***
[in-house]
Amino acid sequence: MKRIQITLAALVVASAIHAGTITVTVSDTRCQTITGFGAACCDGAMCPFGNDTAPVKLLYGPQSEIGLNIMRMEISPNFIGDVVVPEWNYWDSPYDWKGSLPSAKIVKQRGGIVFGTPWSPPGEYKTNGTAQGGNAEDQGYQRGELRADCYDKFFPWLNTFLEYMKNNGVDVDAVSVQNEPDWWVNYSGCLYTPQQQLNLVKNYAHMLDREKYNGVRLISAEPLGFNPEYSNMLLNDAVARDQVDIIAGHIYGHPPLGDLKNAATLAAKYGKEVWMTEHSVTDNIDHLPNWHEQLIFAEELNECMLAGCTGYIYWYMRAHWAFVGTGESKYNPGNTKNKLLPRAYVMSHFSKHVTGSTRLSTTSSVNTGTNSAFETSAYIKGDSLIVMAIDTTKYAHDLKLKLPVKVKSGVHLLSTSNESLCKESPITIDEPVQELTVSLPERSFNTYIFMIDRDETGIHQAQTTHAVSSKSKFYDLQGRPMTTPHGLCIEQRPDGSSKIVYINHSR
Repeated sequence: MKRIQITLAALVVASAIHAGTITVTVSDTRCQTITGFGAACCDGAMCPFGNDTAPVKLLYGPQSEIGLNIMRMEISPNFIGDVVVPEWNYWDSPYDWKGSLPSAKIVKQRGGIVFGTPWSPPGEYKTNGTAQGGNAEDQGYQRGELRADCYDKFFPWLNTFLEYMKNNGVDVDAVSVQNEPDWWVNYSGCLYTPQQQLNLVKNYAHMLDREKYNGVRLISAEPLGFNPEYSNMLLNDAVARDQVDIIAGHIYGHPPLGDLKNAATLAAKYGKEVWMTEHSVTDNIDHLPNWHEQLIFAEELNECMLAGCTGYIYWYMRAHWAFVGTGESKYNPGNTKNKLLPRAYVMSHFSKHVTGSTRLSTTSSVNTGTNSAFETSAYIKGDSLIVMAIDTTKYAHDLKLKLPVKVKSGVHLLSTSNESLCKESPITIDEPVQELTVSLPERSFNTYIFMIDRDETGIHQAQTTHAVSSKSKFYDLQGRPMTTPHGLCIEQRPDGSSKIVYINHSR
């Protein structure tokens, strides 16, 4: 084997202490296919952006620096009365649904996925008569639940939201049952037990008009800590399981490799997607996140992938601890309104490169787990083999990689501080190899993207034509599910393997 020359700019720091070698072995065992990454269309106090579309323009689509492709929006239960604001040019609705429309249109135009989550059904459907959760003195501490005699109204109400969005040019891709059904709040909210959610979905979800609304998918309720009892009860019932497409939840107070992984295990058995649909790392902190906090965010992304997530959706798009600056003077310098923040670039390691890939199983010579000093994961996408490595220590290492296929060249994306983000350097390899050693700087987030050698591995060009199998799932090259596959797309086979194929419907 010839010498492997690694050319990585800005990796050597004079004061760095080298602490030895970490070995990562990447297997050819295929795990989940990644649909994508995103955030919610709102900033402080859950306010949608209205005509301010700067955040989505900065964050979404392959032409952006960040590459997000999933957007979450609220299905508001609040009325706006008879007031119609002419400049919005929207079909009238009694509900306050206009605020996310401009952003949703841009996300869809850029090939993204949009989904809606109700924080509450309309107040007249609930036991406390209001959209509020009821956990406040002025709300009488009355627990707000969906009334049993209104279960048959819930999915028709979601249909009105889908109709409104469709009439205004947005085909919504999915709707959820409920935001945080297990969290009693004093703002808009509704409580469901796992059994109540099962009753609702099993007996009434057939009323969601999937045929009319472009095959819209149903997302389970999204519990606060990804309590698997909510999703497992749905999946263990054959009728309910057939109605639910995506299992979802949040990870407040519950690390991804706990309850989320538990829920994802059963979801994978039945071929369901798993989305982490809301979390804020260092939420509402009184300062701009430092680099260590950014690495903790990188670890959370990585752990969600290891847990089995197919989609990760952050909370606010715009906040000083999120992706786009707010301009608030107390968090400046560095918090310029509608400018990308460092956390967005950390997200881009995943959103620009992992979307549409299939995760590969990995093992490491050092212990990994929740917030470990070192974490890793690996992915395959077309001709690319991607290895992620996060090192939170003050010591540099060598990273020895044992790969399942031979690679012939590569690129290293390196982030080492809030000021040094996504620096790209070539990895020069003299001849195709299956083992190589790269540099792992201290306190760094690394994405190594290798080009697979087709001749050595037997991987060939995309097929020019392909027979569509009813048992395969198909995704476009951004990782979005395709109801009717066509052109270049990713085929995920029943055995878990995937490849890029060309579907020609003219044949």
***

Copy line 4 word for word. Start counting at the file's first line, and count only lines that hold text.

């Protein structure tokens, strides 16, 4: 084997202490296919952006620096009365649904996925008569639940939201049952037990008009800590399981490799997607996140992938601890309104490169787990083999990689501080190899993207034509599910393997 020359700019720091070698072995065992990454269309106090579309323009689509492709929006239960604001040019609705429309249109135009989550059904459907959760003195501490005699109204109400969005040019891709059904709040909210959610979905979800609304998918309720009892009860019932497409939840107070992984295990058995649909790392902190906090965010992304997530959706798009600056003077310098923040670039390691890939199983010579000093994961996408490595220590290492296929060249994306983000350097390899050693700087987030050698591995060009199998799932090259596959797309086979194929419907 010839010498492997690694050319990585800005990796050597004079004061760095080298602490030895970490070995990562990447297997050819295929795990989940990644649909994508995103955030919610709102900033402080859950306010949608209205005509301010700067955040989505900065964050979404392959032409952006960040590459997000999933957007979450609220299905508001609040009325706006008879007031119609002419400049919005929207079909009238009694509900306050206009605020996310401009952003949703841009996300869809850029090939993204949009989904809606109700924080509450309309107040007249609930036991406390209001959209509020009821956990406040002025709300009488009355627990707000969906009334049993209104279960048959819930999915028709979601249909009105889908109709409104469709009439205004947005085909919504999915709707959820409920935001945080297990969290009693004093703002808009509704409580469901796992059994109540099962009753609702099993007996009434057939009323969601999937045929009319472009095959819209149903997302389970999204519990606060990804309590698997909510999703497992749905999946263990054959009728309910057939109605639910995506299992979802949040990870407040519950690390991804706990309850989320538990829920994802059963979801994978039945071929369901798993989305982490809301979390804020260092939420509402009184300062701009430092680099260590950014690495903790990188670890959370990585752990969600290891847990089995197919989609990760952050909370606010715009906040000083999120992706786009707010301009608030107390968090400046560095918090310029509608400018990308460092956390967005950390997200881009995943959103620009992992979307549409299939995760590969990995093992490491050092212990990994929740917030470990070192974490890793690996992915395959077309001709690319991607290895992620996060090192939170003050010591540099060598990273020895044992790969399942031979690679012939590569690129290293390196982030080492809030000021040094996504620096790209070539990895020069003299001849195709299956083992190589790269540099792992201290306190760094690394994405190594290798080009697979087709001749050595037997991987060939995309097929020019392909027979569509009813048992395969198909995704476009951004990782979005395709109801009717066509052109270049990713085929995920029943055995878990995937490849890029060309579907020609003219044949």